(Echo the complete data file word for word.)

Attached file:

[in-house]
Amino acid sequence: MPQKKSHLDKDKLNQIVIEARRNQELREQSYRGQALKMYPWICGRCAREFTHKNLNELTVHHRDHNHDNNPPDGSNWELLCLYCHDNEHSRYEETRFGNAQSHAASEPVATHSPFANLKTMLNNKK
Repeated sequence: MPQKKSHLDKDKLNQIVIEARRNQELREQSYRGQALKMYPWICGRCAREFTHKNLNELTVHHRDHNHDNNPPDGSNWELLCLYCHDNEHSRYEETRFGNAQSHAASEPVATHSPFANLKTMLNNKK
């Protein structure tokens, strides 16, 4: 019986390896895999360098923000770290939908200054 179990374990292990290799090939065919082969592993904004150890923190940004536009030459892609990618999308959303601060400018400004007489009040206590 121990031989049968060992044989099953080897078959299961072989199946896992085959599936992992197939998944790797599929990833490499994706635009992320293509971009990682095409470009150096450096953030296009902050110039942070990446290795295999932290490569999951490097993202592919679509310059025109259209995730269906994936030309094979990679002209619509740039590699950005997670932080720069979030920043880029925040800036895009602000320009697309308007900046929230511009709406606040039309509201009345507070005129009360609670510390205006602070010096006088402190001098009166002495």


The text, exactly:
[in-house]
Amino acid sequence: MPQKKSHLDKDKLNQIVIEARRNQELREQSYRGQALKMYPWICGRCAREFTHKNLNELTVHHRDHNHDNNPPDGSNWELLCLYCHDNEHSRYEETRFGNAQSHAASEPVATHSPFANLKTMLNNKK
Repeated sequence: MPQKKSHLDKDKLNQIVIEARRNQELREQSYRGQALKMYPWICGRCAREFTHKNLNELTVHHRDHNHDNNPPDGSNWELLCLYCHDNEHSRYEETRFGNAQSHAASEPVATHSPFANLKTMLNNKK
């Protein structure tokens, strides 16, 4: 019986390896895999360098923000770290939908200054 179990374990292990290799090939065919082969592993904004150890923190940004536009030459892609990618999308959303601060400018400004007489009040206590 121990031989049968060992044989099953080897078959299961072989199946896992085959599936992992197939998944790797599929990833490499994706635009992320293509971009990682095409470009150096450096953030296009902050110039942070990446290795295999932290490569999951490097993202592919679509310059025109259209995730269906994936030309094979990679002209619509740039590699950005997670932080720069979030920043880029925040800036895009602000320009697309308007900046929230511009709406606040039309509201009345507070005129009360609670510390205006602070010096006088402190001098009166002495």